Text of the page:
Read a post on the Cordell Parvin Blog about the reasons your client development efforts may not be working. I’ve heard lawyers complain over the years how they are doing “stuff,”, but nothing seems to happen.
I’ll put a different twist on Parvin’s post by suggesting ten tips (using his thoughts) you can use to improve your business development efforts:
- Do more than good work. Clients may not fully appreciate what the value of your work product is (most didn’t go to law school afterall). So, you need to let clients and potential clients know about you and your firm, and what you could do for them;
- Prepare a plan. You need to prepare your very own personal, focused business development plan;
- Implement the plan. Maybe it isn’t fair you have to both sell and produce the work product. Well, that’s life in the personal services business. Keep the pipeline fed, using the tools at your disposal or the work eventually will not be there (ask many partners let go by law firms). Look at Kane’s Top Ten Markting Tips for some ideas in getting started;
- Educate clients vs. selling them. Nobody likes to be sold anyway. Personally, I sell myself, after being educated about the product or service, and why I should be interested in it. So, educate clients and prospects about the reasons and benefits of hiring you;
- You need to be very focused. That is the reason for having a thoughtout plan you will implement. That doesn’t mean you can’t take work that comes over the transom, or change it. But, don’t lose sight of the plan. You can change it as long as part of a thoughtful refocusing process;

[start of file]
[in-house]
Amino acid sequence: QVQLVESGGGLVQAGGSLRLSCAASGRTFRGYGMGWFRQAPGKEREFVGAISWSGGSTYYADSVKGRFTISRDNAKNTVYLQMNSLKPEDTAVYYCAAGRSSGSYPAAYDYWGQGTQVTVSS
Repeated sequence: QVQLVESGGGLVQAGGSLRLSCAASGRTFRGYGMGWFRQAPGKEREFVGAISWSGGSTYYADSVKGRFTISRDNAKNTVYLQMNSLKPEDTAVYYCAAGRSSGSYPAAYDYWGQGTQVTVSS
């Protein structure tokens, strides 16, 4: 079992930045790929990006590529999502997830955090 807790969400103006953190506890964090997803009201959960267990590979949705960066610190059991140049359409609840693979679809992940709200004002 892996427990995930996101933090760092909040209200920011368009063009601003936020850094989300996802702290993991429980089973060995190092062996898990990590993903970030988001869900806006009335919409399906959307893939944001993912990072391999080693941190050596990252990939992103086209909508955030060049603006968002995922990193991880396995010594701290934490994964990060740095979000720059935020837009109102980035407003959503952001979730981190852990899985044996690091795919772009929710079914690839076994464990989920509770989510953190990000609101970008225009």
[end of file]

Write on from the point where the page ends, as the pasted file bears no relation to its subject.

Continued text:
- Be client-centric vs. self centered. That begins with understanding the client’s business, industry, and goals of the organization/client contacts. Clients have told me how frustrating it is to have to educate lawyers all the time about their business, and the context within which the legal issues come into play;
- You need to raise your profile. Work on being more visible to your target audience through writing, speaking, and networking with trade groups, associations, or community organizations where your desired clients hang out;
- Leave your comfort zone. It’s easier to eat lunch at your desk rather than to implement your plan, particularly when you have billing pressures. But avoid taking the comfortable out. You need to stretch yourself and not forget the importance of the other half of your job;
- Be a team player. Within your firm and with client contacts with whom you deal, look at your job as a joint team effort; and
- Provide extraordinary service. Go above and beyond just good work. That is the minimum in today’s competitive marketplace. which is vital today in the highly competitive market. Clients want more value so consider ways to give it to them.
Be positive, and look for ways that your business development efforts will work for you. Remember, rainmakers don’t get fired.